Rheumatologists are physicians who diagnose and treat issues such as arthritis and lupus that affect the body’s joints, muscles, and ligaments. In the US, a rheumatologist earns about $226,000 per year. When converted to the US dollar, annual earnings in Canada and New Zealand are similar at about C$180,000 and $184,500, respectively. Rheumatologists in the UK earn about £115,951 ($140,000 USD), followed by South Africa at R1,319,706 ($102,000 USD). Of the countries reviewed in this guide, annual incomes for rheumatologists are highest in Australia at AU$302,255 ($243,539 USD) while India falls on the low end at Rs1,316,786 ($20,592 USD). Annual salaries for rheumatologists are dependent on geographic region, professional experience, and work setting as further explained in this guide.
How Much Does a Rheumatologist Make Per Year?
The chart below provides the average annual salaries and hourly wages for rheumatologists in select countries worldwide.
|Rheumatologist Salary||US||Canada||UK||Australia||New Zealand||India||South Africa|
Factors that Influence the Rheumatologist Salary
Overall earnings, including bonus and benefits, for rheumatologists are influenced by geographic region, professional experience, and work setting. This guide includes additional information for select countries worldwide.
1. Geographic Area
Rheumatologist Salary in the US
Rheumatologists in the US earn about $226,000 annually, or $109 per hour. Bonus pay can add a significant amount to total earnings with the average payment at $10,080. Entry level rheumatologists earn an average starting salary of about $162,000 per year while their senior level colleagues earn roughly $275,000 annually.
Rheumatologist Salary in Canada
In Canada, entry level rheumatologists earn about C$157,000 per year, increasing with experience to an average annual salary of C$219,000 for experienced professionals. Senior level rheumatologists earn about C$267,000 per year. The average annual bonus payment is just under C$10,000.
Rheumatologist Salary in the UK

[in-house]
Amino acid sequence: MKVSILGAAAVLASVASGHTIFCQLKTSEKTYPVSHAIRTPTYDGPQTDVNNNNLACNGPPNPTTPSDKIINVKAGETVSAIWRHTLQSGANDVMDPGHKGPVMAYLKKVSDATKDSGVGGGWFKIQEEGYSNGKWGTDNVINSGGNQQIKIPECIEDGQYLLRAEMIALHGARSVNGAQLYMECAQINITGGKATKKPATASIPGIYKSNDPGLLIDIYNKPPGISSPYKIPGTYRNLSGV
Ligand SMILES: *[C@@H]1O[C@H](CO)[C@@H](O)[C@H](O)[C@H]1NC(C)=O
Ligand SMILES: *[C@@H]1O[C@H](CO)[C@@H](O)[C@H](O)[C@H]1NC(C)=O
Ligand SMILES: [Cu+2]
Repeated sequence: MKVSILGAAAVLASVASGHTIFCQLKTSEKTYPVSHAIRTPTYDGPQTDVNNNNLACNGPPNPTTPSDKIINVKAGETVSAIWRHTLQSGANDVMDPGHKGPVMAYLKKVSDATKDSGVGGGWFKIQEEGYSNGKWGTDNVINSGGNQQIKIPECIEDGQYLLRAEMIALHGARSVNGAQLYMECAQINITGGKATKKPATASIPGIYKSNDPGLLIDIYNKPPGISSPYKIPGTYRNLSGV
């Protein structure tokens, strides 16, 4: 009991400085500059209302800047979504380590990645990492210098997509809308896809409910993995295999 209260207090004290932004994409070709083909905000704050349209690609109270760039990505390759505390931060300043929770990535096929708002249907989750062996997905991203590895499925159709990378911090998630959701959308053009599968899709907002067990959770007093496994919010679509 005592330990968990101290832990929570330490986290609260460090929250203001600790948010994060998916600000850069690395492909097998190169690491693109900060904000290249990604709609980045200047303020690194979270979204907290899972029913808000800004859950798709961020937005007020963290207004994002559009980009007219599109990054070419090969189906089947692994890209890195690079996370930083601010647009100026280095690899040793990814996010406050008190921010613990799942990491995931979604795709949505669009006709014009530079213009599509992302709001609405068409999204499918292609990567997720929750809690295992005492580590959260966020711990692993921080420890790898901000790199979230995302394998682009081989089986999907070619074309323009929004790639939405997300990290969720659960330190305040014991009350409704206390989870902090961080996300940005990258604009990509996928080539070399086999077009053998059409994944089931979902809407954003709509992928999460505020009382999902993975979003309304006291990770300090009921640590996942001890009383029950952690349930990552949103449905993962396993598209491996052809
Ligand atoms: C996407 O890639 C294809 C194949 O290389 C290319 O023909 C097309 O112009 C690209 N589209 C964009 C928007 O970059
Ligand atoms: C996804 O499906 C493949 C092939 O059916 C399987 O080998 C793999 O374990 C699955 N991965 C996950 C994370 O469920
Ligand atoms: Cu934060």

The average starting salary for entry level rheumatologists in the UK is about £83,000 per year, increasing with experience to an average annual salary of about £116,000 per year, or £56 per hour. Rheumatologist positions are largely funded under the National Health Service (NHS) of UK with those outside of the system typically using the NHS payscale as a guideline. Senior level rheumatologists with the most experience see increased earnings to more than £141,000 per year. There is potential for bonus pay that can add a significant amount to overall earnings at more than £5,100.
Rheumatologist Salary in Australia
On average, rheumatologists in Australia earn more than AU$302,000 per year, or AU$145 per hour. Entry level rheumatologists can expect a starting salary of just under AU$217,000 per year while senior level professionals with the most experience earn about AU$368,000 per year. Bonus potential can add about AU$13,500 in additional annual earnings.
Rheumatologist Salary in New Zealand
Rheumatologists in New Zealand earn NZ$254,000 per year, on average, or NZ$122 per hour, with more than NZ$11,000 in additional earning potential through bonus pay. While the average starting salary for entry level rheumatologists is about NZ$182,000 per year, senior level physicians earn more than NZ$309,000 annually.
Rheumatologist Salary in India